Several randomized controlled trials have demonstrated the efficacy of budesonide in inducing remission in patients with CC. One double-blind placebo-controlled trial involving 28 patients showed decreased stool frequency in 57% patients receiving budesonide (9 mg daily for 8 weeks) compared with 21% in the placebo group. This clinical response was associated with improved stool consistency and a decreased thickness in lamina propria.
A randomized trial of 51 patients showed that clinical remission was significantly higher in patients taking budesonide (9 mg budesonide for 6 weeks) for induction therapy versus those assigned placebo (77% vs. 12%, respectively). Histological improvement was observed in 61% of patients in the budesonide group compared to 5% of patients in the placebo group.
Another placebo-controlled trial involving 20 patients randomized to budesonide therapy (9 mg for 4 weeks, 6 mg for 2 weeks, and 3 mg for 2 weeks) reported 100% subjects of the treatment group achieving a clinical response compared to 20% in the placebo group. There were also reductions in stool weight and frequency, along with reduced collagen layer thickness on biopsy in those taking budesonide.
More recent trials of budesonide, as maintenance therapy, have also shown benefit of this drug in achieving remission for patients with CC in their open-label induction arms. After 6 weeks of therapy with 9 mg of budesonide daily, 46 of 48 patients (96%) achieved clinical remission in one study. Another study achieved remission in 34 of 42 patients (81%) with CC taking budesonide 9 mg daily for six weeks. Thus, several studies support the use of budesonide for the induction of remission in patients with CC, usually involving 6-9 mg of budesonide daily for 6-8 weeks duration.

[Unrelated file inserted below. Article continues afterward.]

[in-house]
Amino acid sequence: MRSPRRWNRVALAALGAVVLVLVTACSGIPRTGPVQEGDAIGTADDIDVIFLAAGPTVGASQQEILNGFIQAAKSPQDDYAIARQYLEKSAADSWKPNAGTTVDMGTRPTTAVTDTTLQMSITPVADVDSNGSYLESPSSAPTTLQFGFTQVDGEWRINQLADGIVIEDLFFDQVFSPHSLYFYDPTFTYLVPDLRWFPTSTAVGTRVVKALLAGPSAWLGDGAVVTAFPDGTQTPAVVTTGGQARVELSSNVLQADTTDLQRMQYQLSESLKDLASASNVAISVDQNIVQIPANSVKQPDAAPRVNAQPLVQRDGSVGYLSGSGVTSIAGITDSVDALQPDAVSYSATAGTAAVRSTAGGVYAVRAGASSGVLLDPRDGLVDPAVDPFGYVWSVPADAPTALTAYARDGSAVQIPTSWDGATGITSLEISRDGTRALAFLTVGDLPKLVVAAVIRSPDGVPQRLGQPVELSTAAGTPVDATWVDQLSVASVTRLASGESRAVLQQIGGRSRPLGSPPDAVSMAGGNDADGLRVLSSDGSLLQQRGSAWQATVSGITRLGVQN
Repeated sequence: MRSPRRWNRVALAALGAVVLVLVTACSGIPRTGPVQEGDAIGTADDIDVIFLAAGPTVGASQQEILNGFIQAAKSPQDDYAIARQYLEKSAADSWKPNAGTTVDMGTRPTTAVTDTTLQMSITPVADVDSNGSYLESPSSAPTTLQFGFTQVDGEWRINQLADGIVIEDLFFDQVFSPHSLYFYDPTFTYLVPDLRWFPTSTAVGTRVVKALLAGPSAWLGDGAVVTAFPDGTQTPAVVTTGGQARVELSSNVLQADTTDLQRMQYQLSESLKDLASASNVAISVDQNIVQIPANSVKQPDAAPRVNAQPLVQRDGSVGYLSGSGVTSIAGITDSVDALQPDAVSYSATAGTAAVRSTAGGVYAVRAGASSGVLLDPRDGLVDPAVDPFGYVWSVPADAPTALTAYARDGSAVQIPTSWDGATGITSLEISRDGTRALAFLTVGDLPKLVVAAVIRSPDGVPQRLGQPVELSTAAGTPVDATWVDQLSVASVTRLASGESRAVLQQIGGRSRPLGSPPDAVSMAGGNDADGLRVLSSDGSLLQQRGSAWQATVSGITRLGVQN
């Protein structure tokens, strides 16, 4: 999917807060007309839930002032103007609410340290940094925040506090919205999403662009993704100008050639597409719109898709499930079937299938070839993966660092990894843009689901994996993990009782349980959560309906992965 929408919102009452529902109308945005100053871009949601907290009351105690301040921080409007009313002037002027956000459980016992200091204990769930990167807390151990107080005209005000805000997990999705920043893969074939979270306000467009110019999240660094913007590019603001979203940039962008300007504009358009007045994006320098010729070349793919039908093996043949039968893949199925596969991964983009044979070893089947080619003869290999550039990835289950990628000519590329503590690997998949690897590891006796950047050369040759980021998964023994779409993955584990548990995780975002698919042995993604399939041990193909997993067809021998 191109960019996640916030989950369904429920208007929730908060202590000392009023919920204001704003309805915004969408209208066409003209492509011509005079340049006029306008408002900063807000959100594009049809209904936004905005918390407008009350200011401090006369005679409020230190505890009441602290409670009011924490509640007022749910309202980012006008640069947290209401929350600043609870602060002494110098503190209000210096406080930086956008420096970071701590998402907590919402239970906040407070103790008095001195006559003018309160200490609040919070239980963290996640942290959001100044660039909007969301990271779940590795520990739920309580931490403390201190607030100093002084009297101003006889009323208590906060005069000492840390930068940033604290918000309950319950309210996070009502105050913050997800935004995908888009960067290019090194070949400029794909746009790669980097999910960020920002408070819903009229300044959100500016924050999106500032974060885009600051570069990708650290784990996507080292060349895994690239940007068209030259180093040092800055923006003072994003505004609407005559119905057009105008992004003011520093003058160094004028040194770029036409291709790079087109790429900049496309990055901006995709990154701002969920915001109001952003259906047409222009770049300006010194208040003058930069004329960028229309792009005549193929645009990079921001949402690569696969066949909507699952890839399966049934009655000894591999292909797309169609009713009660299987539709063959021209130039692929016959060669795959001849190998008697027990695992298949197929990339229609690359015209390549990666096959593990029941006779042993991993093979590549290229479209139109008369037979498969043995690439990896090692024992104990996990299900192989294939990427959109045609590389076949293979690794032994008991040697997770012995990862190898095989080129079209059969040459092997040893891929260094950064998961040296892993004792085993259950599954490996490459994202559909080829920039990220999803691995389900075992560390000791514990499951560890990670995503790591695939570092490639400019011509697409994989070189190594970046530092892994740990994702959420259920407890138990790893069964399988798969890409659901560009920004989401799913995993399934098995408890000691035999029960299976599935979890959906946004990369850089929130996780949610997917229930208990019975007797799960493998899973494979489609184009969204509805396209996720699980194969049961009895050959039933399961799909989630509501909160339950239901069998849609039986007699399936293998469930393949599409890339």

Although efficacious in inducing remission, many patients on budesonide therapy experience relapse after cessation of the drug. One study reported a relapse in 8 of 10 patients with CC within 8 weeks of stopping budesonide. Another reported a cumulative relapse rate of 61% in 16 months of follow up for such patients, with age less than 60 years being significantly correlated with relapse.